There is a shroud of controversy involving a Chicago public school that has a ban on lunches brought from students' homes because the administration feels the nutrition is better from the school cafeteria. To this I have two words: Right on.
It's not that all school lunches are so fabulous. Hello, one trip through Googleland with the phrase "school lunch obesity" will remind you of your own school lunch days that included a pile of fat next to a greasy ball of sugar. Um . . . "teeny cornies and fries" anyone? But when what to eat for lunch becomes a lesser of two evils, like say, a can of soda and a bag of Cheetos versus an institutional tray that indeed includes vegetables and fruit, I have to go with the latter.
So what if you don't agree. If the students were bringing organic whole grains with a side of mind-calming fiber we wouldn't be having this discussion. In some communities that is the norm and no way should a school ban those type of lunches. But an administration doesn't make decisions based on the goings-on of communities on the north shore, where beautiful Land's End lunch boxes are carefully assembled with groceries from Whole Foods and mineral water by doting, post-career stay-at-home mothers.
The community with the lunch ban has a median income of around $32,000 a year. What does that buy you in the city? Think about it. Raising a family that includes school-aged children on a budget that would squeeze a single person in an urban area does not leave much room for expensive, healthy, delicious foods. It's the American poverty crisis - the poor get poorer.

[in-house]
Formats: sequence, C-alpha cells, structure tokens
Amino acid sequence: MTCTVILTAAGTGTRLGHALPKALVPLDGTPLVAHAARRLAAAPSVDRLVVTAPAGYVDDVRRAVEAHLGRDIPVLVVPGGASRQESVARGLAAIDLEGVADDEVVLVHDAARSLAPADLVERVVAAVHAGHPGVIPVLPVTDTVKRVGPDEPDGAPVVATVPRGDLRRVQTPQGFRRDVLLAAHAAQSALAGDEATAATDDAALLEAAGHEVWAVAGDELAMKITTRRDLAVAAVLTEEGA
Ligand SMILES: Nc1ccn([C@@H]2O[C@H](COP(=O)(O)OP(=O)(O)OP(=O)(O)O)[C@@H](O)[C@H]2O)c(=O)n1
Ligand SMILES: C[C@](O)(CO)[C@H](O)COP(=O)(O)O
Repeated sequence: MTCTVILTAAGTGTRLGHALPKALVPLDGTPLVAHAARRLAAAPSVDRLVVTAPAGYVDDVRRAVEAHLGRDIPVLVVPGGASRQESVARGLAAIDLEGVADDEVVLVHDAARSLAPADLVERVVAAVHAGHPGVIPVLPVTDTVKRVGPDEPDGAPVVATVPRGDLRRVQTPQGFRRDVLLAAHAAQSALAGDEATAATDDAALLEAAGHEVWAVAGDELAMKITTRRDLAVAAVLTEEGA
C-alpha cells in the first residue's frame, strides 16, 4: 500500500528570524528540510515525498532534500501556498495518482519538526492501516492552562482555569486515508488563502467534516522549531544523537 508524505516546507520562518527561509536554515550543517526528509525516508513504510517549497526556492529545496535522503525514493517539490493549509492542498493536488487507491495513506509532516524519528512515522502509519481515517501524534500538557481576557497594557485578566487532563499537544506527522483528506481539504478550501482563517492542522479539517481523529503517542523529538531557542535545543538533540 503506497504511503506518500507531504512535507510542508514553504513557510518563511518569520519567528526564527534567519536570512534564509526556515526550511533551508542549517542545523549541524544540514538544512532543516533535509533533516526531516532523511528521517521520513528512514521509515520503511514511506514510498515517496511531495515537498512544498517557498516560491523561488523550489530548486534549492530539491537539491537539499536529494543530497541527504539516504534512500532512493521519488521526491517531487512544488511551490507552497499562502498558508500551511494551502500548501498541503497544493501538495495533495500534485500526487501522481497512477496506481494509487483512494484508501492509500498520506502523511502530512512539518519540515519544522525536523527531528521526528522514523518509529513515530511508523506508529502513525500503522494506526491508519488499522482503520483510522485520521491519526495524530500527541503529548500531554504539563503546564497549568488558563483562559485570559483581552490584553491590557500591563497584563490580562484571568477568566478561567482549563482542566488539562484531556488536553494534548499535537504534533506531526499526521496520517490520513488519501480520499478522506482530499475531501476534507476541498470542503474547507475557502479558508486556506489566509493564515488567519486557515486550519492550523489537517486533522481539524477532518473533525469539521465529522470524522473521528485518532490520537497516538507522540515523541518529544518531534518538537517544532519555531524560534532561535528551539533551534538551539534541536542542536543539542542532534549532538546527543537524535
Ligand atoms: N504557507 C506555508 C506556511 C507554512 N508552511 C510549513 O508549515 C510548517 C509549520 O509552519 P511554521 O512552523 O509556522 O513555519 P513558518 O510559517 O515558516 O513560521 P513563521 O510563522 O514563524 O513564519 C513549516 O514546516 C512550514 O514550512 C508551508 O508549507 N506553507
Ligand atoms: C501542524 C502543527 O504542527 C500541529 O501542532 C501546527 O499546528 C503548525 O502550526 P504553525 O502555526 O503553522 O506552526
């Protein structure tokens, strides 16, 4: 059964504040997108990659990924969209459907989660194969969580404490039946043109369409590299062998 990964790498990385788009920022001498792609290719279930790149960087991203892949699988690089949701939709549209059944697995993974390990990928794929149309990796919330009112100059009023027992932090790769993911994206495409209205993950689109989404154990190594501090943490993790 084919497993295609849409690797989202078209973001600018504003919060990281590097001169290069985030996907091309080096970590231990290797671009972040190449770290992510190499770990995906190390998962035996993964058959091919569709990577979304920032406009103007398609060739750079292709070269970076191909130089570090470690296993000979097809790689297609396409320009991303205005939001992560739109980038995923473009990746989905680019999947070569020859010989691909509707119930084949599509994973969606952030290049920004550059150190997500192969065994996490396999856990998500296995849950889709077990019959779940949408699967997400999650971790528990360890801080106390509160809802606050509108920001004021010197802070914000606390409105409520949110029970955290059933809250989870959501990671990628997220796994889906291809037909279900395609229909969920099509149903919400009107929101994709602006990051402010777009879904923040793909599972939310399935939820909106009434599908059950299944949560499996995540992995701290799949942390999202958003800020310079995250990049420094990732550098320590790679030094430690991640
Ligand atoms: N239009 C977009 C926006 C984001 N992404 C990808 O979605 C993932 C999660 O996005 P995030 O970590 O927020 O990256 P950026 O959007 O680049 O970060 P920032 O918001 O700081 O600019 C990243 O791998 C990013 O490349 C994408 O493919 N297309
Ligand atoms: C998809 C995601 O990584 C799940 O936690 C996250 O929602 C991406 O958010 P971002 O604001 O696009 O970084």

With the other basics of survival (housing, for one) taking up most of an income like that, there simply isn't room in the family budget for the luxury of nourishing, delicious food. The default food group becomes junk. Hey, french fries and soft drinks are cheap and kinda tasty on the buds, but what does that sugar and fat do for concentration in the classroom? If a cafeteria in a school can provide a more nutritious alternative and the administration wants to better the community, I have nothing but praise for them.
In low-income communities, schools bear a greater burden of childhood development to begin with. If I were given that kind of responsibility, as an administrator I would make decisions about my students' diet as well. Buh-bye, soda! Hello broccoli casserole thing and cardboard quart of milk!
My kid is a bougie urban brat! Here she is with her friend learning a nutrition lesson in the kiddie kitchen at Make A Messterpiece on a field trip to the Glen yesterday. (More on that later. Maybe.) Thanks, Lillian!
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